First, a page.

Pig Tales: The Chinese Year of the Pig!

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Credit: Yum Cha

Ever hear the term ‘lucky pig’? Well, the Chinese celebrated their New Year on February 5, 2019, and this is the year for the ‘pigs’ of the world to be especially fortunate as it is the Chinese Zodiac Year of the Pig. So if you are born in the years 1923, 1935, 1947, 1959, 1971, 1983, 1995, 2007 and 2019, it’s going to be a fabulous year for you! (Some astrologers believe it is the opposite and you have to be extra careful but we like to be optimistic!).

What is the Chinese Zodiac anyway? It’s different from the more common zodiac signs and rather than be assigned monthwise, each sign comes along once in twelve years. They are also all named after animals and there’s a funny story about that.

The story of the Chinese Zodiac: There are many versions of this tale, but the most common one goes like this:

There was a Great Race in China to determine which animals would be representing the different signs of the calendar. The Jade Emperor hosted this race and the first twelve animals to cross a river and reach the emperor would be the chosen ones. The rat and cat who were great friends hitched a ride with the ox who was a strong swimmer and likely to come in first. However, mid-way through the stream, the cat was jolted into the water. He screamed, but the rat and ox didn’t hear him and carried on. Perhaps this is why the cats hate water and always chase rats! The smart rat jumped off the ox’s shoulder and ran across the finish line to come in first! Then followed the tiger, rabbit, and then the dragon (who had nobly stopped to help put out a fire in a village, therefore coming in fifth).

Credit: Wikipedia

Next were the horse, snake, sheep, monkey, rooster and dog. Now there was only one spot left. Eagerly the Jade Emperor waited. Suddenly, he heard a loud oink! Coming on a quick trot was the pig, covered in mud! As he crossed the line, the Emperor asked, “Why did an animal as sprightly as you come in last?” The pig confessed that he had felt hungry and stopped for something to eat along the way and therefore lagged behind. The Emperor smiled and gave him the last spot on the calendar.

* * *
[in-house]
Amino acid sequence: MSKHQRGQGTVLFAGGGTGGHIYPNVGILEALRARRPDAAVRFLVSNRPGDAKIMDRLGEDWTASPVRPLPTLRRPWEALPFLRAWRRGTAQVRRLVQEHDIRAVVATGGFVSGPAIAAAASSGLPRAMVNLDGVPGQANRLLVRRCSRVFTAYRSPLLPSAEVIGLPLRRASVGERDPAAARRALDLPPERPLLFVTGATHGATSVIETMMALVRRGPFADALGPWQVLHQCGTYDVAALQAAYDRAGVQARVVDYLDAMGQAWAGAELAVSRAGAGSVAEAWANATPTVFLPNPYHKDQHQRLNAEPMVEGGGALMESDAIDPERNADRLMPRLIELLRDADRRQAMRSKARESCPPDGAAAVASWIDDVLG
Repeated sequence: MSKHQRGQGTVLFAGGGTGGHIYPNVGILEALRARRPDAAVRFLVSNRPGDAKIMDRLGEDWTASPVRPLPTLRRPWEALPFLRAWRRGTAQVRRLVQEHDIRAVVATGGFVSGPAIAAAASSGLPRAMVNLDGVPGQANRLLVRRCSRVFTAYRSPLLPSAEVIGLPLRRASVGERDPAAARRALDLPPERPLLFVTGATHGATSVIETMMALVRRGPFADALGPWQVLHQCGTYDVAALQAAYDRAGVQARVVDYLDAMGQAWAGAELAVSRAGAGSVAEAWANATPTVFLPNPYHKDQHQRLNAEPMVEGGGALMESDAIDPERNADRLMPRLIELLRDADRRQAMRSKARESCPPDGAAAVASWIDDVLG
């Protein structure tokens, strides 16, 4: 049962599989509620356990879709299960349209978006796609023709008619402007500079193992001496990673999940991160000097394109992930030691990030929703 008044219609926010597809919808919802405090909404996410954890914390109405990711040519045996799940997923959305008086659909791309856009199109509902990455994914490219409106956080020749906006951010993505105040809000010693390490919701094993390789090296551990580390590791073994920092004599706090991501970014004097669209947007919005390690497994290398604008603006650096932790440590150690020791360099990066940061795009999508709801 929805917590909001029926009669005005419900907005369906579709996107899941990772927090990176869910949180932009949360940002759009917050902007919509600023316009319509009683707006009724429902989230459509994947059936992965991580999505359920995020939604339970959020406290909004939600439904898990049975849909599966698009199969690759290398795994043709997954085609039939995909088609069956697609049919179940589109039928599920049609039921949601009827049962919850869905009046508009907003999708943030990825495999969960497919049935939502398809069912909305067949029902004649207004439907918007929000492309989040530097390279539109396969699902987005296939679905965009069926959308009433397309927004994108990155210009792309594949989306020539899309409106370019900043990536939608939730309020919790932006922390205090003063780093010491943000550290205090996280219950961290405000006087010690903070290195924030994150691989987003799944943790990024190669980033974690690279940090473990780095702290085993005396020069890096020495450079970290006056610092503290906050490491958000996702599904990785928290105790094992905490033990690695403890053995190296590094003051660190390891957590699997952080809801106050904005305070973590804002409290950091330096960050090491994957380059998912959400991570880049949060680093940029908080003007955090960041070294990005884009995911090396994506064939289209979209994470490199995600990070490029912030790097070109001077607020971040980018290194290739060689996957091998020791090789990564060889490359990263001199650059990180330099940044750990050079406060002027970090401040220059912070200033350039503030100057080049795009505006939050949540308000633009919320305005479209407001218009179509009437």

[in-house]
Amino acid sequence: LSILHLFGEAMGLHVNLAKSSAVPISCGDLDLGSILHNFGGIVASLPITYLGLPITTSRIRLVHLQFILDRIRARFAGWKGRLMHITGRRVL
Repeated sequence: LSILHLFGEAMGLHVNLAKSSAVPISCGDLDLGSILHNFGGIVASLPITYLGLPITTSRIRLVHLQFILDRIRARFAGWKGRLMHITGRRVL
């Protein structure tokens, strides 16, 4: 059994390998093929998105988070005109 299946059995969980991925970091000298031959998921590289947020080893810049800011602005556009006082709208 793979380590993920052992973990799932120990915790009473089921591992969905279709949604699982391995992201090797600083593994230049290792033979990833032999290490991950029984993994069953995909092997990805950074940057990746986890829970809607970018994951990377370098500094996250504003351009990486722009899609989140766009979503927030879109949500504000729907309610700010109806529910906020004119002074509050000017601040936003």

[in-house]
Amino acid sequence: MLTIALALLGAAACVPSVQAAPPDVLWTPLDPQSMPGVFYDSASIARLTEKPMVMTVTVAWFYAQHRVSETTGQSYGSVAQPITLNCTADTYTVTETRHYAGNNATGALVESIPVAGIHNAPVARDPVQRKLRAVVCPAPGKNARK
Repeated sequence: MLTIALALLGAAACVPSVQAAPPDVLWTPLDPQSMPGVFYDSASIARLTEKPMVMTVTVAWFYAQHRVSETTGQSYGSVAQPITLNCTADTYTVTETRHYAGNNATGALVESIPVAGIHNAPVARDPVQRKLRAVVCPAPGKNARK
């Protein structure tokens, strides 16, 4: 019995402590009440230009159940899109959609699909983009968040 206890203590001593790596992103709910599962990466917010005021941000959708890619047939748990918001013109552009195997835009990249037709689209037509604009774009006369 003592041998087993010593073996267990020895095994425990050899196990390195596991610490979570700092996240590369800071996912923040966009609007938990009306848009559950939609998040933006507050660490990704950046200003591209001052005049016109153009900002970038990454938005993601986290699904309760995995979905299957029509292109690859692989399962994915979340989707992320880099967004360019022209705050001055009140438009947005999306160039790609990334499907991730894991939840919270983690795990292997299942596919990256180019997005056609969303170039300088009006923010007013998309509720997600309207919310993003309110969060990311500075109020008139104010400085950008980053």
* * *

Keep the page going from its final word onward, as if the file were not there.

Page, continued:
What does the pig signify? In Chinese culture, the pig is a symbol of wealth and prosperity. Their chubby little faces indicate much good fortune.

Pigs can signify vastly different things in other cultures though. Some positive symbols include those of ancient Egyptians and Celtic mythology – both regard the pig as a symbol of fertility and abundance. In Hinduism, the pig or boar is one of the avatars of Vishnu. The Greeks often sacrificed a pig to guarantee a bumper crop and even the Native Americans believed that the pig could bring good rainfall. But not all cultures loved the little piggy. In Buddhism, the pig is considered a symbol of ignorance. Christians believe the pig to be lazy, Jews and Muslims think that the pig is unclean and therefore do not eat pork. It’s all a matter of personal faith. However, one delicious tradition is that of little pig-shaped marzipans and candy that are eaten in Germany and other parts of Europe around the New Year for good luck…yum!

What are some traits of people born in the Year of the Pig? Coming back to the Chinese calendar, people who are ‘pigs’ are said to have certain characteristics. They have a lot of energy, are optimistic, and always cheery. They love the good things in life and adore entertaining. They tend to be spendthrifts, but usually keep themselves in check as they are also realists. There is a reason why the little money holder is called a piggy bank!

So if you are a pig, or know someone who is one, it is your time to shine, and you can be sure that this year will be anything but ‘boar’ing!



Written by: Pereena Lamba. Pereena is a freelance writer, editor and creative consultant . She is also co-author of Totally Mumbai.

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